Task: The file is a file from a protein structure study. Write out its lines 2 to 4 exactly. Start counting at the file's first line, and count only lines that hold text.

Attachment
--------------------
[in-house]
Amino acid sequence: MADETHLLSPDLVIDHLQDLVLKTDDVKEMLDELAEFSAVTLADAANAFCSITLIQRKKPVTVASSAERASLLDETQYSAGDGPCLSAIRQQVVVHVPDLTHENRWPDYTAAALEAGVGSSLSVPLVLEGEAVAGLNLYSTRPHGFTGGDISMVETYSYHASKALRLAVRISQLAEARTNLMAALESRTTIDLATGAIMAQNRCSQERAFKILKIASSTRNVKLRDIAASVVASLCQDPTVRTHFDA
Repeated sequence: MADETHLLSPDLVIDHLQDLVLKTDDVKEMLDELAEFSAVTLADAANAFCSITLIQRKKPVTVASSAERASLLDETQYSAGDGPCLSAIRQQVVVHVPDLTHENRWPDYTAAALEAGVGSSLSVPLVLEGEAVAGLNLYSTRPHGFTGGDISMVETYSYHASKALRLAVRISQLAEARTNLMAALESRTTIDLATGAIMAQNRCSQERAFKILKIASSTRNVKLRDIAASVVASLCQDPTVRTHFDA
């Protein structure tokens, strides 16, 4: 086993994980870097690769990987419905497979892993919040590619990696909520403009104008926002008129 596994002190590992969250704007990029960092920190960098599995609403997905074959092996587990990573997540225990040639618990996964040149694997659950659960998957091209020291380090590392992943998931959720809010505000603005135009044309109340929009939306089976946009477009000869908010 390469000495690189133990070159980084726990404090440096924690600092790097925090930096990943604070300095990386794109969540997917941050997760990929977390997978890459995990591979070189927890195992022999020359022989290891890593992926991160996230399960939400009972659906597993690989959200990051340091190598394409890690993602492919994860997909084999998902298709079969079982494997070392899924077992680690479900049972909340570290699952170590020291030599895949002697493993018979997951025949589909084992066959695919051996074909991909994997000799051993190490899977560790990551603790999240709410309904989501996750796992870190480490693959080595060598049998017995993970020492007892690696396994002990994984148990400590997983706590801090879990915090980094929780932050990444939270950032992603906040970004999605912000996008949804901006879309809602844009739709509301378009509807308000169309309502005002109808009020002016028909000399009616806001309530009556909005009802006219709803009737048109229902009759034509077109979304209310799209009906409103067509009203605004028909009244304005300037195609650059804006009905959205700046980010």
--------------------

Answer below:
Amino acid sequence: MADETHLLSPDLVIDHLQDLVLKTDDVKEMLDELAEFSAVTLADAANAFCSITLIQRKKPVTVASSAERASLLDETQYSAGDGPCLSAIRQQVVVHVPDLTHENRWPDYTAAALEAGVGSSLSVPLVLEGEAVAGLNLYSTRPHGFTGGDISMVETYSYHASKALRLAVRISQLAEARTNLMAALESRTTIDLATGAIMAQNRCSQERAFKILKIASSTRNVKLRDIAASVVASLCQDPTVRTHFDA
Repeated sequence: MADETHLLSPDLVIDHLQDLVLKTDDVKEMLDELAEFSAVTLADAANAFCSITLIQRKKPVTVASSAERASLLDETQYSAGDGPCLSAIRQQVVVHVPDLTHENRWPDYTAAALEAGVGSSLSVPLVLEGEAVAGLNLYSTRPHGFTGGDISMVETYSYHASKALRLAVRISQLAEARTNLMAALESRTTIDLATGAIMAQNRCSQERAFKILKIASSTRNVKLRDIAASVVASLCQDPTVRTHFDA
């Protein structure tokens, strides 16, 4: 086993994980870097690769990987419905497979892993919040590619990696909520403009104008926002008129 596994002190590992969250704007990029960092920190960098599995609403997905074959092996587990990573997540225990040639618990996964040149694997659950659960998957091209020291380090590392992943998931959720809010505000603005135009044309109340929009939306089976946009477009000869908010 390469000495690189133990070159980084726990404090440096924690600092790097925090930096990943604070300095990386794109969540997917941050997760990929977390997978890459995990591979070189927890195992022999020359022989290891890593992926991160996230399960939400009972659906597993690989959200990051340091190598394409890690993602492919994860997909084999998902298709079969079982494997070392899924077992680690479900049972909340570290699952170590020291030599895949002697493993018979997951025949589909084992066959695919051996074909991909994997000799051993190490899977560790990551603790999240709410309904989501996750796992870190480490693959080595060598049998017995993970020492007892690696396994002990994984148990400590997983706590801090879990915090980094929780932050990444939270950032992603906040970004999605912000996008949804901006879309809602844009739709509301378009509807308000169309309502005002109808009020002016028909000399009616806001309530009556909005009802006219709803009737048109229902009759034509077109979304209310799209009906409103067509009203605004028909009244304005300037195609650059804006009905959205700046980010």